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March Mania

Sharing an angel wing begonia, carrot-growing tips and a tipsy jade plant

Don Kinzler, Growing Together and Fielding Questions columnist. The Forum1 / 2
A reader asks for advice on how to share an angel wing begonia. iStock / Special to The Forum2 / 2

Q: A year ago in fall I rescued an ailing angel wing begonia that did itself proud by growing to be a huge ball of blossoms this summer. I'm wondering how to go about taking slips, as I’d like to share it with others. I’ve nipped off all the blossoms. Should I cut it way back for the winter months? Your interesting columns take away the dismal doldrums. We need sunshine! — Diane Hurner, Moorhead.

A: I love angel wing begonias, and they make a nice houseplant. Thanks for asking about their care.

Cuttings, also called slips, root fairly easily in a glass of water, or better yet, in perlite, vermiculite or high-quality potting mix, where the roots become more fibrous than in water. When rooted in other material as mentioned, cuttings also transition into potting mix more readily than when rooted in water.

The best cuttings are about 4 inches long from the tips of branches. Remove the lower leaves so one or two of the jointlike "nodes" are below water or the materials mentioned. Then once you've taken tip cuttings, you can cut the mother plant back quite severely to between 4 and 6 inches above soil level, and repot if necessary. It will sprout nicely from the base.

One of my favorite methods for rooting cuttings is called the “ice cream bucket method,” and can be found on my blog at

Q: I read your past discussions about carrots with interest. We had trouble with them germinating in the spring until we read that they needed to be kept wet until they sprout. We have sandy soil so we started watering them every day after planting, and now we’ve had great success doing it this way! —JoAnn Steeke.

A: Thanks for sharing. You're right; carrot seed does require uniform, consistent moisture until it sprouts. If soil develops a dry crust, carrot seed can have difficulty penetrating the surface.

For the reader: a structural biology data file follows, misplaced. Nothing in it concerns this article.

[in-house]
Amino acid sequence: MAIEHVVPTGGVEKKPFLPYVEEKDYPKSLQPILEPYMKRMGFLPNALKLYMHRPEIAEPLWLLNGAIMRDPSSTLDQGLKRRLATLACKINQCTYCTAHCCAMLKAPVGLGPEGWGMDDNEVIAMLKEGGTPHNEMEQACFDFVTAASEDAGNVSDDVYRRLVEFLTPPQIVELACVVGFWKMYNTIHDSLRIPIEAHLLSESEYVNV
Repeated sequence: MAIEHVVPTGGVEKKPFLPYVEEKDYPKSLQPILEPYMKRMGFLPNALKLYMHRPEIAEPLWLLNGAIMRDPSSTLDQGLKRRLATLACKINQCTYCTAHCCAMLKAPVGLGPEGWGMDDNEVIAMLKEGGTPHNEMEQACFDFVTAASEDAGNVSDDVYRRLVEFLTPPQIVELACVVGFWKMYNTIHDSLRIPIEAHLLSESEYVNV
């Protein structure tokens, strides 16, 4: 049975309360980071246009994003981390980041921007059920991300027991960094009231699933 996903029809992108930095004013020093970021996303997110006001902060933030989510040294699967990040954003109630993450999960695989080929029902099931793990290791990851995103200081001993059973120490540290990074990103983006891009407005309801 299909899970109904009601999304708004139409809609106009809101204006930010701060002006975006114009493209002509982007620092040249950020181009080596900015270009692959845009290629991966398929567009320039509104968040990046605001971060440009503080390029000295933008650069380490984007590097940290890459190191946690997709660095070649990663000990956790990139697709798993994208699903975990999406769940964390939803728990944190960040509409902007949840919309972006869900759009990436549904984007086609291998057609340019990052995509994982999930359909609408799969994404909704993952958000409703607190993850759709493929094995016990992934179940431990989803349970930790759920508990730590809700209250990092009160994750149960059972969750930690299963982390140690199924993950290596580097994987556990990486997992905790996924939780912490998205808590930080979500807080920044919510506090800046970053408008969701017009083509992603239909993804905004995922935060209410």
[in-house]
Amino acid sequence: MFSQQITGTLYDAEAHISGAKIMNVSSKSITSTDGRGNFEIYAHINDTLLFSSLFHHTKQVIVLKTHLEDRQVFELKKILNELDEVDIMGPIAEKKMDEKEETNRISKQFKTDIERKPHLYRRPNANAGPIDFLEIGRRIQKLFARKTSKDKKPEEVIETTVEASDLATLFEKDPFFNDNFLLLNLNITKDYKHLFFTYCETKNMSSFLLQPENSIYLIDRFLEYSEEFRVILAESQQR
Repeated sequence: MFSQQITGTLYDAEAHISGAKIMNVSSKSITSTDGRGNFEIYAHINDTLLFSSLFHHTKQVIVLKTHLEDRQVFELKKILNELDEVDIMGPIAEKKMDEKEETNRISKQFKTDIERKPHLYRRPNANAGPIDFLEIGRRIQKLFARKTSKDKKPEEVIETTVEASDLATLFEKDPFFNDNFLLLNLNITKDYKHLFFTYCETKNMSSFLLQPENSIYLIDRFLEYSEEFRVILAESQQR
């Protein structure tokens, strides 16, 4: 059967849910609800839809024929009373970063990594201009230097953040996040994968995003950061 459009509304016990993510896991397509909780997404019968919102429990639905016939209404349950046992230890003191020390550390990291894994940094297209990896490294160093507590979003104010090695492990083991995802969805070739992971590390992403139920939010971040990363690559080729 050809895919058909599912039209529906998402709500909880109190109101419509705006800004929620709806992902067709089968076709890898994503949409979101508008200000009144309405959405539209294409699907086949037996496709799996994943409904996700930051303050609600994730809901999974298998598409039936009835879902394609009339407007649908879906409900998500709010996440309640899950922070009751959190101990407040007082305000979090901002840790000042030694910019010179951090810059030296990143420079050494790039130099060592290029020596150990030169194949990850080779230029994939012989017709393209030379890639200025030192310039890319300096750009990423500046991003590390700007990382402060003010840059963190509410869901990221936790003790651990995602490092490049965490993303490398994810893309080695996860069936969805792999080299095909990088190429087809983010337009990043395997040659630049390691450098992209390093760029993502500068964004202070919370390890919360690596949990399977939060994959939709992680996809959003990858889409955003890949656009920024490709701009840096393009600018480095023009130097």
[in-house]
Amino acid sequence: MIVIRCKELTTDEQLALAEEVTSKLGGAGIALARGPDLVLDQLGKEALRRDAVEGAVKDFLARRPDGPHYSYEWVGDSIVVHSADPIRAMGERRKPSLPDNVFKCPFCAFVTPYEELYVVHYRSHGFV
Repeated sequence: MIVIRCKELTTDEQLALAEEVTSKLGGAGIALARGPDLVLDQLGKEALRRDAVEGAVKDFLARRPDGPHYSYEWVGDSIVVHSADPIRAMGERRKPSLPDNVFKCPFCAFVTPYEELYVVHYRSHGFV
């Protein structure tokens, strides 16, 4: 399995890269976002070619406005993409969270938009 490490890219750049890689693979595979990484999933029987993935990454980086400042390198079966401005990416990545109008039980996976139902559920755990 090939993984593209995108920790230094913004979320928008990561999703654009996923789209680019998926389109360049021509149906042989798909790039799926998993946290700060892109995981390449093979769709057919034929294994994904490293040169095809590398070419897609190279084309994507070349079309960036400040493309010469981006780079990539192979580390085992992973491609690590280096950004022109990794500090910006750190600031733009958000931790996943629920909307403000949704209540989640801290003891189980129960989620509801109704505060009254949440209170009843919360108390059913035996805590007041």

Coaxing a strong stand of carrots can be challenging, often depending on weather conditions at the time of germination. Some old-timers used to lay boards over the carrot rows to keep the soil moist and protected. After watching carefully, they’d remove the boards as soon as the carrot seedlings broke through the soil surface.

In fact, Cornell University still recommends it: “To improve germination in dry weather, make a small furrow, about two inches deep, plant the seed and cover with about one-half inch of soil. Cover furrow with a board to retain soil moisture until seeds germinate.”

Cornell continues with carrot-growing tips: “Carrots are slow to germinate, requiring one to three weeks, and often germinate unevenly over a period of several weeks. To speed germination, water lightly daily if soil is dry. Thinning is critical to reduce competition between plants. Thin carrots to one or two inches apart or more, depending on size of root desired, before plants are two inches tall. Cutting rather than pulling reduces disturbance of the remaining plants.”

Q: I have a jade plant that keeps tipping over at the slightest movement. Any ideas? — A. Johnson, Argusville, N.D.

A: I can relate. Jade plants tend to become like small trees, with a high center of gravity that easily makes them top-heavy and unbalanced. The succulent leaves at the end of treelike branches carry a fair amount of weight, and tipping is a common occurrence.

The best way to compensate for a top-heavy jade plant is to increase the weight of the pot, which can be accomplished by selecting a pot of heavier material, such as heavy clay or ceramic. Weight can also be added by incorporating heavy sand into the potting mix. Succulents like jade plants appreciate the well-drained nature of sand and it helps keep the pot from tipping as easily.

Now I need to follow my own advice, since we also have a tipsy jade plant.

If you have a gardening or lawn care question, email Don Kinzler, NDSU Extension-Cass County, at or call 701-241-5707. Questions with broad appeal may be published, so please include your name, city and state for appropriate advice.